Cake and paint may seem unrelated, but they share a creative space in human history. Just as bakers mix ingredients in a bowl to craft delectable cakes, artists blend colors on a palette to create masterpieces. Both pursuits involve skill, imagination, and a dash of experimentation. And they both use eggs.
“The main ingredients used to make tempera are dry pigment, which gives paint its color, and egg yolk, which is what we call a binding agent. Without a binding agent the pigment has no way to stick to the surface. It would just fall right off! It’s similar with our cake. If you were to make a cake without any eggs, it might just crumble apart because the egg is there to help bind the mixture.”
Go deeper into the science of egg yolks with MetKids.
Egg tempera paint, a medium dating back to ancient Egypt, Greece, and China, has played a significant role in the history of art. Used prominently during the Byzantine and Medieval periods for its luminous quality and ability to create intricate details, egg tempera came into fashion during Europe’s Renaissance era.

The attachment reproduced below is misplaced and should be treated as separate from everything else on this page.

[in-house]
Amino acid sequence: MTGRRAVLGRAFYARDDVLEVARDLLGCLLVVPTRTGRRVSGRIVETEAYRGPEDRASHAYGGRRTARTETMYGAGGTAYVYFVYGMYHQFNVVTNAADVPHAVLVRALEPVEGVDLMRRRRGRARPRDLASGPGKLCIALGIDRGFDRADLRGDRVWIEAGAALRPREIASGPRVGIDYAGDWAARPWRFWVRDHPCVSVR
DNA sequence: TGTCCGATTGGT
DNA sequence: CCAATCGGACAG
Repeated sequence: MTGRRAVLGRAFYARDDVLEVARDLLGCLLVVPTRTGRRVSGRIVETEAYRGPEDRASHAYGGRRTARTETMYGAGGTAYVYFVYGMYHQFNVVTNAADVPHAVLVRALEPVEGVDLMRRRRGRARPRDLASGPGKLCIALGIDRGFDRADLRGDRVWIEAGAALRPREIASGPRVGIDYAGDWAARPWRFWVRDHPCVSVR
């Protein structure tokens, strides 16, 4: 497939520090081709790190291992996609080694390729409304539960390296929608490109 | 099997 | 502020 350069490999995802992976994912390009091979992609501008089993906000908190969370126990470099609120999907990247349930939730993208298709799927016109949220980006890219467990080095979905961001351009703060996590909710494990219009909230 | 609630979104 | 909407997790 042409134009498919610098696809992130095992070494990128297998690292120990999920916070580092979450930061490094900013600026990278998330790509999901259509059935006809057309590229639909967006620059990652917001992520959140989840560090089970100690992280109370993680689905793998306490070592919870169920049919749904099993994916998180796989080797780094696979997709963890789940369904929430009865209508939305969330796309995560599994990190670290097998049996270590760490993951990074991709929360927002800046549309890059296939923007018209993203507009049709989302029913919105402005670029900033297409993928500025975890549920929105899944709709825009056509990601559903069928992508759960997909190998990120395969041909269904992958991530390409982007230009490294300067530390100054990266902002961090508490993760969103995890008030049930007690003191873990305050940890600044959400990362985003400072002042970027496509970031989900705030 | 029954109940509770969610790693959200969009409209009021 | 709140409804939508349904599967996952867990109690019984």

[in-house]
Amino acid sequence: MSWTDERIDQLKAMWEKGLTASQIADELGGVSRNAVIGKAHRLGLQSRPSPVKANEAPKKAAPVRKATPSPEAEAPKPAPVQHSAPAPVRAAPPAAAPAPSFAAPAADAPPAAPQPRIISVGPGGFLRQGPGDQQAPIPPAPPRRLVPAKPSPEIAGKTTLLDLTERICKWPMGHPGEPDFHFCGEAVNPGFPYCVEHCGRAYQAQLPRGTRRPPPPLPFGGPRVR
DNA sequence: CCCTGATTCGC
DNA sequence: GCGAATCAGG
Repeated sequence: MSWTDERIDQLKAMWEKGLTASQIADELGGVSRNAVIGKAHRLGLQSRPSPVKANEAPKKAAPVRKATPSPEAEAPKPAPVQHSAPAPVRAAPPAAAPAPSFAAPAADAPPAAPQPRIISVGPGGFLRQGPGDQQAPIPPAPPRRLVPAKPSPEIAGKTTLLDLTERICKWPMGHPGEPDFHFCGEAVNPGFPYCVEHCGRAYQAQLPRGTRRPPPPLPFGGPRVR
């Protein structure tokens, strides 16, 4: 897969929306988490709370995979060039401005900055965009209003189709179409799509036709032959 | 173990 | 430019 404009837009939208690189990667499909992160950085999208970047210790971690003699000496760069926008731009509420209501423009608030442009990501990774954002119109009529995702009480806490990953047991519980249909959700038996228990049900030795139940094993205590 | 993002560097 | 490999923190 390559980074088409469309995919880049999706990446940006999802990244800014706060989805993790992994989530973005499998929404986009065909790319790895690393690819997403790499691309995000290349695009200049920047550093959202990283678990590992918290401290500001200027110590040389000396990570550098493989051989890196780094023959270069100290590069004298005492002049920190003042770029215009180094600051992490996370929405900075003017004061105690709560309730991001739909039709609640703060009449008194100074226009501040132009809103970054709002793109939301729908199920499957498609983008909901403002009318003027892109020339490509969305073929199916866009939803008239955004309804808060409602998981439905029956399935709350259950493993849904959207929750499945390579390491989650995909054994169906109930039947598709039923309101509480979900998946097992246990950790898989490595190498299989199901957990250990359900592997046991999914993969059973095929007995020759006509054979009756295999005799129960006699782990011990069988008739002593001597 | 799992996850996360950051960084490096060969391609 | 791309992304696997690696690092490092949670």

Want to follow in the footsteps of countless painters from history and the present day? Learn how to make your own egg tempera paint using ingredients from your kitchen:
Related instructions: How to make tempera paint with the Royal Academy of Arts.
Watch these related cake, paint, and egg videos next:
• A Vault of Color: Protecting the World’s Rarest Pigments
• How do eggs affect bread dough?
• Microwave cupcakes in a mug, an easy chemistry experiment
• The Scientific Way to Cut a Cake
• How Crayons Are Made, the Mister Rogers’ Neighborhood classic